Chantilly is a little census-designated place in Fairfax County with heaps of history behind it. Located just 25 miles west of Washington D.C. and situated serendipitously at the intersection of U.S. Route 50 and Virginia State Route 28, Chantilly is a great home for commuters not just to the Capital, but to the Dulles Airport/Reston/Tysons Corner technology corridor and other major employment centers in Northern Virginia as well. Prosperous and full of lovely places to live, Chantilly could be just the home you’ve searched for!
The community of Chantilly consists of 12 square miles, almost all of which is land. According to Wikipedia, “It is bordered to the west by the South Riding CDP in Loudoun County, to the north by Washington Dulles International Airport, to the northeast by the Franklin Farm CDP, to the east by the Greenbriar CDP, and to the south by Centreville. To the southwest is Schneider Crossroads, not part of any census-designated area.”
Chantilly takes its name from an early-19th-century mansion and farm, which in turn was the namesake of an 18th-century plantation situated in Westmoreland County, Virginia.Originally, the name "Chantilly" was French: the Château de Chantilly is about 25 miles north of Paris. In colonial days, Chantilly was home to a number of plantations. The most famous of these was the Sully Plantation, which exists today as the Sully Historic Site, built by Richard Bland Lee. Cornelia Lee Turberville Stuart was the descendant of Richard Henry Lee, owner of the original Chantilly Plantation and a signer of the Declaration of Independence. She named her family’s plantation Chantilly, and the growing village took its name from the residence.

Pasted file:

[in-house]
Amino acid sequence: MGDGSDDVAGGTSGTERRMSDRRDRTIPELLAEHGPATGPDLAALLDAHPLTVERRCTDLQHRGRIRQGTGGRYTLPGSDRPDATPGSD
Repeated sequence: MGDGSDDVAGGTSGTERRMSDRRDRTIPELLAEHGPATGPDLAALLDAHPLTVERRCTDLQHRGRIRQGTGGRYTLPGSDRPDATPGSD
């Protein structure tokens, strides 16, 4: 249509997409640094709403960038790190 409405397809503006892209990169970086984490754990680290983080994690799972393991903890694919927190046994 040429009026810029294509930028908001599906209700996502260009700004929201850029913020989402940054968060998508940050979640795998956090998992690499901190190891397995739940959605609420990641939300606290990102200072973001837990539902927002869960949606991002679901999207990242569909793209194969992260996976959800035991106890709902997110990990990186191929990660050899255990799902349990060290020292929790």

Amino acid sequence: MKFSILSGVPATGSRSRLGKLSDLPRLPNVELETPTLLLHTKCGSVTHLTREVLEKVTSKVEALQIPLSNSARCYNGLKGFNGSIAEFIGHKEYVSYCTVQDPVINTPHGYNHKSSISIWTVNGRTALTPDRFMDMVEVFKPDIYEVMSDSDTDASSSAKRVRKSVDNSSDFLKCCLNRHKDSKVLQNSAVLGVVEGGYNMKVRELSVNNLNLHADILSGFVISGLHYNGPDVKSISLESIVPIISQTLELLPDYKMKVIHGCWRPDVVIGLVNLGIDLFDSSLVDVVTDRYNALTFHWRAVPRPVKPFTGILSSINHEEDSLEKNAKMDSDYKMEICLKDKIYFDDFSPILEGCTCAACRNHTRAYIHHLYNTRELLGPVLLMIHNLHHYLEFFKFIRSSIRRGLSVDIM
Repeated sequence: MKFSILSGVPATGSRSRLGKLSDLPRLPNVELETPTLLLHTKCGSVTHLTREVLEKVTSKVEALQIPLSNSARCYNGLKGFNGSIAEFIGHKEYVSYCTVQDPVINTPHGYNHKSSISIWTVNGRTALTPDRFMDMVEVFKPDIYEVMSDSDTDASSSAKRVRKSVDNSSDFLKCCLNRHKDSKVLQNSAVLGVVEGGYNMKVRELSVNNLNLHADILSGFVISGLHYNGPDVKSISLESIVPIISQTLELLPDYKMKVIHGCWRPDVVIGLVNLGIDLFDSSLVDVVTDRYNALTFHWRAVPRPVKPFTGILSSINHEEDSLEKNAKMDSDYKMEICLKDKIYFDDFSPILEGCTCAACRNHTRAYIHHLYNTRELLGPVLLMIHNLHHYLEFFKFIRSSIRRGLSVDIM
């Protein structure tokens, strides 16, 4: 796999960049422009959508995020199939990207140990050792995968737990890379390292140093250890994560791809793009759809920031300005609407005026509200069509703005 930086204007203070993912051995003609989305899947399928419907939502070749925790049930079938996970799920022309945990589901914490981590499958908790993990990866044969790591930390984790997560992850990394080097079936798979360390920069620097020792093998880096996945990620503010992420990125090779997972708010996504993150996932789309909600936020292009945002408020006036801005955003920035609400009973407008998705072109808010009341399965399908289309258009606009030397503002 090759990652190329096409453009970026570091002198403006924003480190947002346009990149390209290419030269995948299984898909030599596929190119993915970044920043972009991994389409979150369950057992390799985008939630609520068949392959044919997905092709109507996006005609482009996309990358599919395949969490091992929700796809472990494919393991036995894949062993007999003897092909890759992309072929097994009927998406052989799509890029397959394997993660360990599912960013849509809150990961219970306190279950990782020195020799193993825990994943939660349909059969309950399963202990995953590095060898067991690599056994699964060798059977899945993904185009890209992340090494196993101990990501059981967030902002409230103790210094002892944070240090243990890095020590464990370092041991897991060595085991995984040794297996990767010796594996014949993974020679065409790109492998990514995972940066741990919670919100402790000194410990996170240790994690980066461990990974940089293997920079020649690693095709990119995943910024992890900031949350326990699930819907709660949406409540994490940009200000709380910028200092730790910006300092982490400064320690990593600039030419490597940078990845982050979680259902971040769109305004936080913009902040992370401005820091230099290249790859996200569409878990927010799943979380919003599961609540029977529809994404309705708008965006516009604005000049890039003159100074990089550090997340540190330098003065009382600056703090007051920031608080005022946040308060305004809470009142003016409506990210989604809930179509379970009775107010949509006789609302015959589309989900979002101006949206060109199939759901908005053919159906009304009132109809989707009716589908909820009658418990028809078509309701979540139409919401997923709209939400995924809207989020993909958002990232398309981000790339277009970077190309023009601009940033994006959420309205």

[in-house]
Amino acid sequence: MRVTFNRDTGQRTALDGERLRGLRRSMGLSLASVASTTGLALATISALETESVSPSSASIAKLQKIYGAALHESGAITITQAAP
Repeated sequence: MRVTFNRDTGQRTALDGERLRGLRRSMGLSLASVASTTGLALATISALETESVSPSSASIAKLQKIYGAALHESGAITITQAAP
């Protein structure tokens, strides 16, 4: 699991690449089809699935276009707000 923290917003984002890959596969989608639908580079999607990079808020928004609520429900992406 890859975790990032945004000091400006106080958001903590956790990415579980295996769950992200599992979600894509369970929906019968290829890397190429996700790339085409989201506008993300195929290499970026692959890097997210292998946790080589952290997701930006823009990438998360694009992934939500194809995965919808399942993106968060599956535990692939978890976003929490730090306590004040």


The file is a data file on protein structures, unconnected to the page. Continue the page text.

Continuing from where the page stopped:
During the Civil War, the Battle of Chantilly took place in the village. Union generals Brigadier General Isaac Stevens and Major General Philip Kearny were both killed in the battle, which took place near Ox Hill following the second Battle of Bull Run. Following their defeat, Union troops withdrew to Fairfax.
Today, Chantilly is known as being home to the National Reconnaissance Office (NRO), which is one of the 17 U.S. intelligence agencies and considered, along with the Central Intelligence Agency (CIA), National Security Agency (NSA), Defense Intelligence Agency (DIA), and National Geospatial?Intelligence Agency (NGA), to be one of the "big five" U.S. Intelligence agencies. It is also the location of the Steven F. Udvar-Hazy Center annex of the National Air and Space Museum. In terms of recreation, locals enjoy spending time at Ellanor C. Lawrence Park, a recreational complex that includes soccer, baseball, and softball fields, along with trails and fitness stations.
Homes in Chantilly are spacious and lovely, with costs in line with Chantilly’s higher-than-state-average household income. If you are interested in learning more about Chantilly, contact a licensed real estate professional today!